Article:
And although, realistically, newbuild contracts are probably more than a few years down the pike for U.S. yards, San Diego-based yard National Steel and Shipbuilding Co. (NASSCO) has paved the way by formulating its own cruise ship design with funds from the government- sponsored Maritech program.
As stated by Richard Fain, "There is no reason why the U.S. should not be able to reinvigorate its shipbuilding capabilities if it wanted to do so." He added: "American shipyard labor is equal to or less expensive than the labor at t h e yards where we build ships." The RCCL c h a i r m a n also said t h at t h e q u a l i t y of work of U.S. y a r d s is equal to or b e t t e r t h a n t h e skills of E u r o p e a n c o u n t e r p a r t s , and with foreign subsidies falling, American y a r d s m i g h t a t l a s t see a n opportun i t y in t h e cruise sector. However, he noted: "Cruise ships require specialization t h a t isn't usable for other products. That may m a k e it les s d e s i r a b l e i n t h e n e a r t e rm as a focus." Art R o d n e y also spoke about Disney's efforts to keep a c h u n k of i t s b u s i n e s s in t h e U.S.: "We did t r y to diversify and get as much b u s i n e s s for t h e U.S. suppliers as possible. GE did get a major cont r a c t . " He also expressed support for U.S. commercial shipbuilding a n d spoke about Newport News' s p a r s e l y publicized role in the Disney s h i p bid process. "Newport News p a r t i c i p a t e d in the bidding process w h e n we considered buildi n g our ships." According to Mr.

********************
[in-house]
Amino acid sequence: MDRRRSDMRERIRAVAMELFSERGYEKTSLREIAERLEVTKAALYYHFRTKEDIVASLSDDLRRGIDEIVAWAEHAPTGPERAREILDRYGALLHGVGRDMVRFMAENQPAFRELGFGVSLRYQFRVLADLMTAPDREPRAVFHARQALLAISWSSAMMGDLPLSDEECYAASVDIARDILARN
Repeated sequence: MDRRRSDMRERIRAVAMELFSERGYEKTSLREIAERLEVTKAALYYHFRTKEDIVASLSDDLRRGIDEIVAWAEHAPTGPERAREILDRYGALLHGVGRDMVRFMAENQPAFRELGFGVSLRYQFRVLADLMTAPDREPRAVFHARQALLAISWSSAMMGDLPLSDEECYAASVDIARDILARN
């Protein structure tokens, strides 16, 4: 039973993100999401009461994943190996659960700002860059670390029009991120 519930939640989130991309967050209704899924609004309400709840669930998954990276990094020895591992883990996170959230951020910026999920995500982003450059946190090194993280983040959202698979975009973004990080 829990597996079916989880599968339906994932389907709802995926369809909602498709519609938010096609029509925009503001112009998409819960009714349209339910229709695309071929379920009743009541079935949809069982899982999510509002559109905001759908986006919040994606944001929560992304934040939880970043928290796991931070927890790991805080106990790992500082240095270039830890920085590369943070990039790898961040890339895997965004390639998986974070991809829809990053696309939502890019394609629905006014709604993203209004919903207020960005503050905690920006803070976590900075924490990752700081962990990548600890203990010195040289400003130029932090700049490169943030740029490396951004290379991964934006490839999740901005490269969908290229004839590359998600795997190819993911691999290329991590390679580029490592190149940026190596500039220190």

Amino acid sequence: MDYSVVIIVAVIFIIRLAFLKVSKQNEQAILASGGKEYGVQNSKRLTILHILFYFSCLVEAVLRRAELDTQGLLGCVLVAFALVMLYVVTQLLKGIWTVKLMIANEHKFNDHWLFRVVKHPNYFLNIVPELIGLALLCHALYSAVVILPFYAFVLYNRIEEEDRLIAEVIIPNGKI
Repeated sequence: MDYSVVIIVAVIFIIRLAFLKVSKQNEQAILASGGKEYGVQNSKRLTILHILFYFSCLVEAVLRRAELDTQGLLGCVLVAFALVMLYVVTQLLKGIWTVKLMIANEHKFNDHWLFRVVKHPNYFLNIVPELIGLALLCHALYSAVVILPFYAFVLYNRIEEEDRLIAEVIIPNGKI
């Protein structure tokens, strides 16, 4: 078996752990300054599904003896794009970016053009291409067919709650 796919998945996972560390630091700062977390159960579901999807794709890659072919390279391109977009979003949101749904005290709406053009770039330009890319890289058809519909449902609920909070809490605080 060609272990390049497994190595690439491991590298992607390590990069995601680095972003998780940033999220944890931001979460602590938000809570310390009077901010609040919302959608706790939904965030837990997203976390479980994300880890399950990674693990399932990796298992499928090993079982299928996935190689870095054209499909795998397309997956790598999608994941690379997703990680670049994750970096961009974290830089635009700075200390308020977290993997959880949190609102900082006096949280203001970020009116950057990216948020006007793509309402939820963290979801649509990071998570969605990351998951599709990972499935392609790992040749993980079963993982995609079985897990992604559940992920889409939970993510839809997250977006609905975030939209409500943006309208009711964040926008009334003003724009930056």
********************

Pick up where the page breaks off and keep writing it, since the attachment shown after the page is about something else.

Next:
R o d n e y , the yard did not offer Disney a price quote. "They were not in a position to meet our timetable, so t h e y w i t h d r ew basically," s a i d t h e c r u i s e executive.
I t seems reasonable to suggest t h a t as cruise lines look to implement capacity-boosting strategies w i t h the debut of new tonnage, U.S. b e r t h - b u i l d e r s a n d equipment s u p p l i e r s should not be overlooked as a possible j u m p i n g off point for i n c r e a s i n g cruise shipping awareness w i t h i n t h e general public.
Cruise Notes Show organizers have announced that the 1997 Cruise Shipping event has been scheduled to take place March 11-15 at the Miami Beach Convention Center. Contact Miller Freeman (Princeton) Inc. at tel: (609) 452-9414, or fax: (609) 452-9374 for more information.
The Cruise Lines International Association (CLIA) has announced that it will welcome its newest member, Disney Cruise Line, next January. CLIA has also launched a web site, found at http://www.ten-io.com/clia. According to reports issued from Sperry Marine, the company will supply the integrated bridge systems for Disney Magic. "We provided Disney with detailed system designs and they liked what they saw," said Sperry Senior Manager Frank Soccoli.
"Disney was also quite impressed with Sperry Marine because we manufacture the vast majority of our own system components. They felt we would be better able to provide a well-integrated system and be in a better position to support it with reliable service," added the Sperry rep.
Princess Cruises has reportedly unveiled the industry's first direct ship telephone service. Starting in April, passengers aboard Sun Princess, Crown Princess and Star Princess were instantly connected with the broadcast center or purser's office aboard the ships after dialing 1-900-CALL SHIP, without contact with Inmarsat or knowledge of the vessel identification number or ocean region code.